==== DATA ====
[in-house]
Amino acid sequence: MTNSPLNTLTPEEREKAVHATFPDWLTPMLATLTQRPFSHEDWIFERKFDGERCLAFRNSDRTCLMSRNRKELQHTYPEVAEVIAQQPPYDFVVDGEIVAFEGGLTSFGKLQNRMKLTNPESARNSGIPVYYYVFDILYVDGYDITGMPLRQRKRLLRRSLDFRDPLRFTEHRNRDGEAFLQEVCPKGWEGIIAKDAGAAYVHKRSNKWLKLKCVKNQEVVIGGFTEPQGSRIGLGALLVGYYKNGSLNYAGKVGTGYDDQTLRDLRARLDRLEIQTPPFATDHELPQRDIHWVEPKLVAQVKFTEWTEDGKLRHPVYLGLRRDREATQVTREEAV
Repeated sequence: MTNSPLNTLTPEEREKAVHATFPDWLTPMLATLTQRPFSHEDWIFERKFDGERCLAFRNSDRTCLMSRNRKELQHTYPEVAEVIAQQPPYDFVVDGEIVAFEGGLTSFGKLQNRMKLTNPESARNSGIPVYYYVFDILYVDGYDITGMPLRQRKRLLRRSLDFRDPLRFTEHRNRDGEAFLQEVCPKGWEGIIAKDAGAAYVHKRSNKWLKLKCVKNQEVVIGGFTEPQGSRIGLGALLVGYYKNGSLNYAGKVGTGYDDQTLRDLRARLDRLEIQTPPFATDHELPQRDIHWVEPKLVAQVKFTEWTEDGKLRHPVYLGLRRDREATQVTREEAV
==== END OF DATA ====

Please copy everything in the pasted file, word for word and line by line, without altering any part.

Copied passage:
[in-house]
Amino acid sequence: MTNSPLNTLTPEEREKAVHATFPDWLTPMLATLTQRPFSHEDWIFERKFDGERCLAFRNSDRTCLMSRNRKELQHTYPEVAEVIAQQPPYDFVVDGEIVAFEGGLTSFGKLQNRMKLTNPESARNSGIPVYYYVFDILYVDGYDITGMPLRQRKRLLRRSLDFRDPLRFTEHRNRDGEAFLQEVCPKGWEGIIAKDAGAAYVHKRSNKWLKLKCVKNQEVVIGGFTEPQGSRIGLGALLVGYYKNGSLNYAGKVGTGYDDQTLRDLRARLDRLEIQTPPFATDHELPQRDIHWVEPKLVAQVKFTEWTEDGKLRHPVYLGLRRDREATQVTREEAV
Repeated sequence: MTNSPLNTLTPEEREKAVHATFPDWLTPMLATLTQRPFSHEDWIFERKFDGERCLAFRNSDRTCLMSRNRKELQHTYPEVAEVIAQQPPYDFVVDGEIVAFEGGLTSFGKLQNRMKLTNPESARNSGIPVYYYVFDILYVDGYDITGMPLRQRKRLLRRSLDFRDPLRFTEHRNRDGEAFLQEVCPKGWEGIIAKDAGAAYVHKRSNKWLKLKCVKNQEVVIGGFTEPQGSRIGLGALLVGYYKNGSLNYAGKVGTGYDDQTLRDLRARLDRLEIQTPPFATDHELPQRDIHWVEPKLVAQVKFTEWTEDGKLRHPVYLGLRRDREATQVTREEAV